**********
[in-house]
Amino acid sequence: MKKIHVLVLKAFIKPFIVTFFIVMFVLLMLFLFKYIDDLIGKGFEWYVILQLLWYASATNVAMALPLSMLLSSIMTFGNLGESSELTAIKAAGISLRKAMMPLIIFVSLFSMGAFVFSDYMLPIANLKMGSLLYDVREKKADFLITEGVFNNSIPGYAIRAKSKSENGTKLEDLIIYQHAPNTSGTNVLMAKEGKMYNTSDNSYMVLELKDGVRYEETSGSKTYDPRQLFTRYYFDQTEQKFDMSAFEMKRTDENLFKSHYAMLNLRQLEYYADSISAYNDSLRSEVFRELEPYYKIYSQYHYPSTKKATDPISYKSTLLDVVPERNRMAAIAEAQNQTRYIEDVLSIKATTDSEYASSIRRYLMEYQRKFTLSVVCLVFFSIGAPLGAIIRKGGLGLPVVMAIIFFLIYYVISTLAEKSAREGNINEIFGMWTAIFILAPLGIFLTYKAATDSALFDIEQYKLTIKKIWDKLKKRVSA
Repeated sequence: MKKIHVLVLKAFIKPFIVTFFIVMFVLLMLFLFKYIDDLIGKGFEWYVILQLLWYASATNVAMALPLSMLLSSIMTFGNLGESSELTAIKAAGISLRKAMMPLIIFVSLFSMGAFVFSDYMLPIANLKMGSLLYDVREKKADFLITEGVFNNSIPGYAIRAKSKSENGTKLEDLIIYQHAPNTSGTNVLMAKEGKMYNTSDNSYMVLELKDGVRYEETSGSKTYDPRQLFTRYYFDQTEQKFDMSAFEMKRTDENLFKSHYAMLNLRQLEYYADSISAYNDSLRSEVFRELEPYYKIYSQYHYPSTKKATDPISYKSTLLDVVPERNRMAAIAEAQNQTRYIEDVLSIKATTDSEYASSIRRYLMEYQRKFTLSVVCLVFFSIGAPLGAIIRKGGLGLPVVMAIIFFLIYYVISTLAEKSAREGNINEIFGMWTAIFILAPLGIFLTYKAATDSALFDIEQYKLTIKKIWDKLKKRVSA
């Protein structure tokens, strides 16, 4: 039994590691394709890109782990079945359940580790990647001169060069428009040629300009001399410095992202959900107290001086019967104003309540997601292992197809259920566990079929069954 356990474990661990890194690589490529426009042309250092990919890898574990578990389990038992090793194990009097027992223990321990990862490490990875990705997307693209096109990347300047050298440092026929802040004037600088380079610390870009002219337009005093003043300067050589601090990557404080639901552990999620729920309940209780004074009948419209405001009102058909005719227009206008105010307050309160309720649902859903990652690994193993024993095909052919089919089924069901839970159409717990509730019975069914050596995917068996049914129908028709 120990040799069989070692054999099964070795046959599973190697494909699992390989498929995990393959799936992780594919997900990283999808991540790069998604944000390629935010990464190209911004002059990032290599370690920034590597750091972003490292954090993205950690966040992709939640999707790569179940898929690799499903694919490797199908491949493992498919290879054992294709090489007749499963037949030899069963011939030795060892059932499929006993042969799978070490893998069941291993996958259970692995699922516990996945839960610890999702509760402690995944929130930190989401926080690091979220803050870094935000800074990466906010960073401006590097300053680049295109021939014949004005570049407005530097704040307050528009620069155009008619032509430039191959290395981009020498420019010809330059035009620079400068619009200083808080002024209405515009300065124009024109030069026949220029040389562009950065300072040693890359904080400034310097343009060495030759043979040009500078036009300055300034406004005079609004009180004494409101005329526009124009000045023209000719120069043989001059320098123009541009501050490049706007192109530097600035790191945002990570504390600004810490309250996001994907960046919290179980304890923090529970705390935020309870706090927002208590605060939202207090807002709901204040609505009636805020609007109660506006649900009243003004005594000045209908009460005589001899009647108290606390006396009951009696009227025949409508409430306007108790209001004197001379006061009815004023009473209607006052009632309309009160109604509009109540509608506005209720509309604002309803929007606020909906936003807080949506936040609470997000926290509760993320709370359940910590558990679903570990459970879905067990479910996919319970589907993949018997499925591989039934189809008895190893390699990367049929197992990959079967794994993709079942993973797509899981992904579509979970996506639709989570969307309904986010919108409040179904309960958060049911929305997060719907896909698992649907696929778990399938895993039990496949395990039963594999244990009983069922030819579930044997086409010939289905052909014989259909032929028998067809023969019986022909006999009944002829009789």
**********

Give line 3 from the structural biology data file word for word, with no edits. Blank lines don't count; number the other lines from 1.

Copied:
Repeated sequence: MKKIHVLVLKAFIKPFIVTFFIVMFVLLMLFLFKYIDDLIGKGFEWYVILQLLWYASATNVAMALPLSMLLSSIMTFGNLGESSELTAIKAAGISLRKAMMPLIIFVSLFSMGAFVFSDYMLPIANLKMGSLLYDVREKKADFLITEGVFNNSIPGYAIRAKSKSENGTKLEDLIIYQHAPNTSGTNVLMAKEGKMYNTSDNSYMVLELKDGVRYEETSGSKTYDPRQLFTRYYFDQTEQKFDMSAFEMKRTDENLFKSHYAMLNLRQLEYYADSISAYNDSLRSEVFRELEPYYKIYSQYHYPSTKKATDPISYKSTLLDVVPERNRMAAIAEAQNQTRYIEDVLSIKATTDSEYASSIRRYLMEYQRKFTLSVVCLVFFSIGAPLGAIIRKGGLGLPVVMAIIFFLIYYVISTLAEKSAREGNINEIFGMWTAIFILAPLGIFLTYKAATDSALFDIEQYKLTIKKIWDKLKKRVSA